A Life or Death Battery Change Dear Annie: My mother is 95 years old and in OK shape. She has been diagnosed with dementia, and her physician recommended a full-time caregiver because Mom is confused most of the time. She still lives in her home, refusing to leave, and my two …Read more. Don't Turn a Temporary Molehill Into a Permanent Mountain Dear Annie: I have two teenage children from a previous marriage. For the past 12 years, they have lived with their mother 90 miles away, and I have visitation every other weekend and alternate holidays, etc. I have always exercised visitation …Read more. There Will Be Blame Dear Annie: My 18-year-old cousin, "Rick," has been seeing a friend of mine for some time. Now I am in an awkward position. My friend "Joanie" told Rick she liked him, but he told her he didn't feel the same way about her. They were together for a …Read more. All About That Tap Dear Annie: I am a 14-year-old boy. I'm on the swim team, and I take tap dancing lessons. But when I told my mom that I'd like to continue with both, she told me tap was a waste of time and that I would never go anywhere with it. Only when one of my …Read more.more articles
The Temptation To Evict
Dear Annie: I have tenants who are behind in their rent. I've let it slide because I've been preoccupied with some personal problems. But my problems have been resolved, and now I'd like the back rent. Under the terms of the lease, I could evict right away, and I am tempted. But I worry that if this family is evicted, they will be living in the cold.
The biggest issue for me is that these tenants have been smoking, leaving cigarette butts all over the yard. They have been told that their child has a reduced lung capacity, and no one should be smoking anywhere near the boy. Presumably, they only smoke outside, but that includes the covered porch area by the front door, which means the child is exposed to second- and third-hand smoke all the time. (Indoor smoking would be a violation of the lease.)
I've already asked the tenants to clean up the cigarette butts and the clutter around the front of the apartment and garage. They've done a little, but not much. I am tempted to call Child Protective Services about the exposure to cigarette smoke.
I realize I can simply wait for the rent, I could evict them and probably never get what is owed, I could use the threat of calling CPS as a lever to get payment, or I could do all of the above. What do you think? — Never Should Have Been a Landlord
Dear Never: The child is a separate issue. If you believe he is at risk, you should make a report to the authorities and let them investigate. In most places, even though you have the right to evict, you need to have the police, local sheriff or other enforcement agency physically remove the family from the premises. This takes time. Notify the family in writing how much they owe in back rent, and that you will begin eviction proceedings if they do not start making payments.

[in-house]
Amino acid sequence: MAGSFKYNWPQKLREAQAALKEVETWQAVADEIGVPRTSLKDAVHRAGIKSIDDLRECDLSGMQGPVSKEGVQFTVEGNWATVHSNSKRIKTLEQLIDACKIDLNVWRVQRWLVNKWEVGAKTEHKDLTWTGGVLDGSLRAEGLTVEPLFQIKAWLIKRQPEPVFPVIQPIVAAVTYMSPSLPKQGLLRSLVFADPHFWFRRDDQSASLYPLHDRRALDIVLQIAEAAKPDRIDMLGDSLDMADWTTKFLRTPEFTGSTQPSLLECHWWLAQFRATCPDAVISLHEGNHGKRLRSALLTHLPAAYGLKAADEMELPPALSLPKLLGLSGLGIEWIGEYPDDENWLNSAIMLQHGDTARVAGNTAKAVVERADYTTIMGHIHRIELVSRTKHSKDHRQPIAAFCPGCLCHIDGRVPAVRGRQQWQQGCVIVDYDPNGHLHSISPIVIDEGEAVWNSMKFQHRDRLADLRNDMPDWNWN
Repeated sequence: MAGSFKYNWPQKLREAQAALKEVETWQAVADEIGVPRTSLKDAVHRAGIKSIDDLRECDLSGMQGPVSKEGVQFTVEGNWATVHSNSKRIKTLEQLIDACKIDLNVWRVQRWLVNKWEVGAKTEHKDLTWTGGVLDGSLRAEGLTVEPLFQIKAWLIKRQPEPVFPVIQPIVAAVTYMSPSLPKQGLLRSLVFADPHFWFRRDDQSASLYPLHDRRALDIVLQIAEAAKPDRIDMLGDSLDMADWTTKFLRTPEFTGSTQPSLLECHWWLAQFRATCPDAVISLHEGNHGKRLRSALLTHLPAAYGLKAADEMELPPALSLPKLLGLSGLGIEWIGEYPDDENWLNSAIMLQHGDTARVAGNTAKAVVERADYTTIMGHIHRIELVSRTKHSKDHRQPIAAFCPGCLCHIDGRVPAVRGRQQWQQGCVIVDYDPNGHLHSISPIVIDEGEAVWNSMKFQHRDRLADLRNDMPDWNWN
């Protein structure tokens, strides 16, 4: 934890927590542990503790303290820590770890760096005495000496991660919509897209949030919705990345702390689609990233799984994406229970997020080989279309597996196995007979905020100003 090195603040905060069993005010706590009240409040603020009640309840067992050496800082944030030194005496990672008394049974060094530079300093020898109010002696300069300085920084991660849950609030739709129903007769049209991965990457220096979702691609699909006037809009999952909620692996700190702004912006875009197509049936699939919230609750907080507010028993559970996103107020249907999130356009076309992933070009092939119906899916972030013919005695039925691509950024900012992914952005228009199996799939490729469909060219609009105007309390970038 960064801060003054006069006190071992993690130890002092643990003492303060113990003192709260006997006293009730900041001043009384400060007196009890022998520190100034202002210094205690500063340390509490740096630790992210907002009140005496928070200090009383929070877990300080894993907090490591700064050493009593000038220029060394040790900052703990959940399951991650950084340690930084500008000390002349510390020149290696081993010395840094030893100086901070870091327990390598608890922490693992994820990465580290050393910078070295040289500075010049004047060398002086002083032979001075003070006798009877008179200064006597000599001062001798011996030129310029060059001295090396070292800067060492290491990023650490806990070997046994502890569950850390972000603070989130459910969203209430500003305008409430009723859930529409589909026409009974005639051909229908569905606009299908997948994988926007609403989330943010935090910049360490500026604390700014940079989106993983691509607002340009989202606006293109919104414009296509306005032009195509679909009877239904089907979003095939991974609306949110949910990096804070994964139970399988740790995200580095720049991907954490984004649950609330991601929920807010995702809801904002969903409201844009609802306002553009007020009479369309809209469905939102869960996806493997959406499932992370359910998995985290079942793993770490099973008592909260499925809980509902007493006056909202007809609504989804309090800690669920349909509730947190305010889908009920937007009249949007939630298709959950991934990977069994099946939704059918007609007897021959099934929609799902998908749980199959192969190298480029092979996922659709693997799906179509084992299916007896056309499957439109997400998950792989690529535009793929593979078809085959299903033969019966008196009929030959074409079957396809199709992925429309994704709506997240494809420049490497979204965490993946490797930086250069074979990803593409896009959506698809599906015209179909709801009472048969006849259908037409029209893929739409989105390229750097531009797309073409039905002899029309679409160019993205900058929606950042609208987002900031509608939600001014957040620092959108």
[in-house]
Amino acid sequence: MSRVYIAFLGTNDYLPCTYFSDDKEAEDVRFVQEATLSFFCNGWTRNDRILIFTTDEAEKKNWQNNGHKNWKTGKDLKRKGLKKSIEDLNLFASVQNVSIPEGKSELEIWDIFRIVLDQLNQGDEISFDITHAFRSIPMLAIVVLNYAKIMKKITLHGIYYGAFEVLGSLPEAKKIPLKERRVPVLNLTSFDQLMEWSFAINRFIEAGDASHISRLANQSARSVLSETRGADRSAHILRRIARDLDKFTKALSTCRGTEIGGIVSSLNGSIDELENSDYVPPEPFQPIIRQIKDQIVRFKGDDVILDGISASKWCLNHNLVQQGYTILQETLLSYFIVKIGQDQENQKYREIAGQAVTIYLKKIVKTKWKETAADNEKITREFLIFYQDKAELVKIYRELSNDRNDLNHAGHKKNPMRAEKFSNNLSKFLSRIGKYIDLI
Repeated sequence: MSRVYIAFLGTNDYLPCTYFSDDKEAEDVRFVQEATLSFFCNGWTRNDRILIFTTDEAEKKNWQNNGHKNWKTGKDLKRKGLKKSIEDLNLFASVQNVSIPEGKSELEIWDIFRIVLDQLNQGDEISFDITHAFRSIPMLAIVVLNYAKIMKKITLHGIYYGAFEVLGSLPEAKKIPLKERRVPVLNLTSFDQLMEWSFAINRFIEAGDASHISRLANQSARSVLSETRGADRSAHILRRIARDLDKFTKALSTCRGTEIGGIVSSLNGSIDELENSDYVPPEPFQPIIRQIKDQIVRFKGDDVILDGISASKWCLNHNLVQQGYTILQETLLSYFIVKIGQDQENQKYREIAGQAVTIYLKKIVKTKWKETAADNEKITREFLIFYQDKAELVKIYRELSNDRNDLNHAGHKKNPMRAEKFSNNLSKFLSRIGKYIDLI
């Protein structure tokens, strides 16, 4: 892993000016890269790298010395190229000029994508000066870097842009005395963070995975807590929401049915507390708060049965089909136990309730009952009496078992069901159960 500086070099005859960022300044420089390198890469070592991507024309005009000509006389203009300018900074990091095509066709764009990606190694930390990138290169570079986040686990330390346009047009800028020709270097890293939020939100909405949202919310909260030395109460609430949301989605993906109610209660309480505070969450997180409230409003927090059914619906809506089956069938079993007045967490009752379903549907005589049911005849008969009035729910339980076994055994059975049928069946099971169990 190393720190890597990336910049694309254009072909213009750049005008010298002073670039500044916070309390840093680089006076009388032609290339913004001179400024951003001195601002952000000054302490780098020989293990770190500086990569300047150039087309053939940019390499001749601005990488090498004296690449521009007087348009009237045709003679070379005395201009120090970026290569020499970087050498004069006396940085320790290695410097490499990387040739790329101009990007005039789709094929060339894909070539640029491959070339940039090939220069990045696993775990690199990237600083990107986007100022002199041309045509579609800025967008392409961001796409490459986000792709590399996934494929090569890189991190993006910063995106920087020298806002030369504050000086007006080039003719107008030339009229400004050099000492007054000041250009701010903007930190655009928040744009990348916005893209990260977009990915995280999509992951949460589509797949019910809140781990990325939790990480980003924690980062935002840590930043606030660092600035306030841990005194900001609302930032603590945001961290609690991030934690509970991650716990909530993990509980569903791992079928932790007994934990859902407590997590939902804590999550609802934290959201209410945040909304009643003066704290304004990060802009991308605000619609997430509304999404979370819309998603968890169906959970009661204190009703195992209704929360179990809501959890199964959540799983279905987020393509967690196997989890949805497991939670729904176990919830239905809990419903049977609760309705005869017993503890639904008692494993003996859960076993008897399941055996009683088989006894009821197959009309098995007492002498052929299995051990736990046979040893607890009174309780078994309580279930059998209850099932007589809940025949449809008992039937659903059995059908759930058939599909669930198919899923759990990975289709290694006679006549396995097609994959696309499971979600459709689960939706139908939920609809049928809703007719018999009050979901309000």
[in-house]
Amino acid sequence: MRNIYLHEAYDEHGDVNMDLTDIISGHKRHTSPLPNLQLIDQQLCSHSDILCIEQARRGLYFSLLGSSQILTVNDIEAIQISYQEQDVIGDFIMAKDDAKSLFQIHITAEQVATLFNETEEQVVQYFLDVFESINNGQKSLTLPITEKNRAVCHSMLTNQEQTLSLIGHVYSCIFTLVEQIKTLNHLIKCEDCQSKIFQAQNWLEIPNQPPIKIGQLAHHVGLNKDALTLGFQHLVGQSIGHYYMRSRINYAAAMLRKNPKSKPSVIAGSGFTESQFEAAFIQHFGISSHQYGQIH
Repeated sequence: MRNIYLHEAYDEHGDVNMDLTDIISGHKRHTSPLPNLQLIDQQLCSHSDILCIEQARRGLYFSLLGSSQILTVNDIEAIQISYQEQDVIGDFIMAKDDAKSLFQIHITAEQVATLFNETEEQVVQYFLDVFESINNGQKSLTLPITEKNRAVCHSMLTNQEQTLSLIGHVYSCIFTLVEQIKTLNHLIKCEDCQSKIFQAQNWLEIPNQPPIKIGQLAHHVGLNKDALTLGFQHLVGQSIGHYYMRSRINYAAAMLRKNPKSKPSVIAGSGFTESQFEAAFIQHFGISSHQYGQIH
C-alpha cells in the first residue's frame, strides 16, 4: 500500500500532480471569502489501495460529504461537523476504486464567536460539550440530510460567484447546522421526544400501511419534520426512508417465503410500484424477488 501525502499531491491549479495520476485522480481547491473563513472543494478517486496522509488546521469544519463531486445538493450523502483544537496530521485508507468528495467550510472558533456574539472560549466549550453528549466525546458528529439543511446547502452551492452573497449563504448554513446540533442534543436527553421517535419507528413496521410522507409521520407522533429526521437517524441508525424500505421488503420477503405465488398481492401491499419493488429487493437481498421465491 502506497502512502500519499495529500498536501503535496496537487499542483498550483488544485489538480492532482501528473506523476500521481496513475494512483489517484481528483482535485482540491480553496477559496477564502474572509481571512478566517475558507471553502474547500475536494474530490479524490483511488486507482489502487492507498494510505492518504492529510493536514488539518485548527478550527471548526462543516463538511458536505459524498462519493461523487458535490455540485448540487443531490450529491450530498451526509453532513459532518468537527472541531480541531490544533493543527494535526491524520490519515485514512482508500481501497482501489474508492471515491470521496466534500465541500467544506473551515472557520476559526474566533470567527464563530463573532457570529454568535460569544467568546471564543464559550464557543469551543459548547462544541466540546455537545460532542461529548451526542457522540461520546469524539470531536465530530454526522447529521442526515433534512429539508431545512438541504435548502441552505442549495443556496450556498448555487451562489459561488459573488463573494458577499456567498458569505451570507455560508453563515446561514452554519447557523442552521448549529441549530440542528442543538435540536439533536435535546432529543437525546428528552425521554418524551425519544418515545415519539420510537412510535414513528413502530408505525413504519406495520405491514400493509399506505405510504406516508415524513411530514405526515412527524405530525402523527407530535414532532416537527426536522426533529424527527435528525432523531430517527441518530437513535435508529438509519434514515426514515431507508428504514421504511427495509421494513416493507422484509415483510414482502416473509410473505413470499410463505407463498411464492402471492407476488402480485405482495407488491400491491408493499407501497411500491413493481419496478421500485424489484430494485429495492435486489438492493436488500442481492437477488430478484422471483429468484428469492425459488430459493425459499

Dear Annie: My sweetheart and I just rekindled a long-ago attraction. It's a long-distance relationship, so our visits are fun, but they are increasingly intense as we ponder our future.
"Bob" and I have been single and celibate for more than 12 years. He has not had a significant long-term relationship since his divorce 12 years ago. He remains friends with his ex, the mother of his children. They even play bridge together with another couple — I don't know whether that's a factor in our situation. Bob has erectile dysfunction issues. I try not to pressure him, but our make-out sessions arouse me — and then they don't go any further.
Bob feels we should let nature takes its course, meaning sex will happen when it happens, but at our age, I know things can be more complicated. I love him, and I know he loves me, but it makes me sad to envision a sexless future. Advice? — Postmenopausal and Still Frisky
Dear Frisky: If Bob has ED issues, nature might never take the course you want. Please ask him to discuss this with his doctor. There are various treatments for ED, and Bob may be willing to try one. There are also other ways to satisfy one's partner. But ultimately, you must decide how important an active sex life is to your future happiness, because the situation may not improve.
Dear Annie: I read the letter from "Indy," the lonely retired teacher who was scraping together part-time jobs and had no social life. You recommended some places where she could volunteer: hospitals, libraries, veterans associations, etc.
May I suggest volunteering at the local community theater? It is social, and you get to see the shows for free. We always need folks who have stagecraft experience, but we also need ushers, audition monitors, kid wranglers and all types of helping hands. — S.S. in Indianapolis
Annie's Mailbox is written by Kathy Mitchell and Marcy Sugar, longtime editors of the Ann Landers column. Please email your questions to email@example.com, or write to: Annie's Mailbox, c/o Creators Syndicate, 737 3rd Street, Hermosa Beach, CA 90254. To find out more about Annie's Mailbox and read features by other Creators Syndicate writers and cartoonists, visit the Creators Syndicate Web page at www.creators.com.
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